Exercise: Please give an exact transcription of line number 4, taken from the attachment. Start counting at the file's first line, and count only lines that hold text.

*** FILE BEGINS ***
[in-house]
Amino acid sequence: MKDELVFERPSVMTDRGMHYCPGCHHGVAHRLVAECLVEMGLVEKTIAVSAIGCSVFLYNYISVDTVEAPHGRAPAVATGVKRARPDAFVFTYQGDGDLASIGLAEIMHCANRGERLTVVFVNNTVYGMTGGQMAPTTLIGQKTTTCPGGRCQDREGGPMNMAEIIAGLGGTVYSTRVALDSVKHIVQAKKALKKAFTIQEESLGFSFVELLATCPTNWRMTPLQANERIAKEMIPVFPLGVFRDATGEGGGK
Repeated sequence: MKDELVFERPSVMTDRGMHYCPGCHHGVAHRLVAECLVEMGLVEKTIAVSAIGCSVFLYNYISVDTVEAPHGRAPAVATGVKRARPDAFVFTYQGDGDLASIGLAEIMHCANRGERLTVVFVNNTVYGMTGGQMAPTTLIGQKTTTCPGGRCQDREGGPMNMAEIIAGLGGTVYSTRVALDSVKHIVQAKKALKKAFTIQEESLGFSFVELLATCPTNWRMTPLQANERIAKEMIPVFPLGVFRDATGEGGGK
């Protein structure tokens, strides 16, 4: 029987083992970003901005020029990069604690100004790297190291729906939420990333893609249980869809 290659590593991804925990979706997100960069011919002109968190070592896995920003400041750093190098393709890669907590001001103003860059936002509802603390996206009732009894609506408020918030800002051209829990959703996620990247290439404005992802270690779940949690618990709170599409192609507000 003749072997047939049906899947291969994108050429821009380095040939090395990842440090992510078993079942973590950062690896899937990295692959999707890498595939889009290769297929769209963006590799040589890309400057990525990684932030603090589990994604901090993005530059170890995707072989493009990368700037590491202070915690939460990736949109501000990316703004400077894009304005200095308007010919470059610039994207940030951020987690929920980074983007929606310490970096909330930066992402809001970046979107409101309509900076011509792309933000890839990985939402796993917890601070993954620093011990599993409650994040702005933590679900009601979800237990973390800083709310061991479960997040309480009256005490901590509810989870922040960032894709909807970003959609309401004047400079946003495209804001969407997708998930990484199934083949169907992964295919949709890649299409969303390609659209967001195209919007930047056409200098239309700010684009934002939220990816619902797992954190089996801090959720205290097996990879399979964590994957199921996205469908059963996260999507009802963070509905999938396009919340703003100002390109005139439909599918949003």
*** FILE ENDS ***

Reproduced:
């Protein structure tokens, strides 16, 4: 029987083992970003901005020029990069604690100004790297190291729906939420990333893609249980869809 290659590593991804925990979706997100960069011919002109968190070592896995920003400041750093190098393709890669907590001001103003860059936002509802603390996206009732009894609506408020918030800002051209829990959703996620990247290439404005992802270690779940949690618990709170599409192609507000 003749072997047939049906899947291969994108050429821009380095040939090395990842440090992510078993079942973590950062690896899937990295692959999707890498595939889009290769297929769209963006590799040589890309400057990525990684932030603090589990994604901090993005530059170890995707072989493009990368700037590491202070915690939460990736949109501000990316703004400077894009304005200095308007010919470059610039994207940030951020987690929920980074983007929606310490970096909330930066992402809001970046979107409101309509900076011509792309933000890839990985939402796993917890601070993954620093011990599993409650994040702005933590679900009601979800237990973390800083709310061991479960997040309480009256005490901590509810989870922040960032894709909807970003959609309401004047400079946003495209804001969407997708998930990484199934083949169907992964295919949709890649299409969303390609659209967001195209919007930047056409200098239309700010684009934002939220990816619902797992954190089996801090959720205290097996990879399979964590994957199921996205469908059963996260999507009802963070509905999938396009919340703003100002390109005139439909599918949003």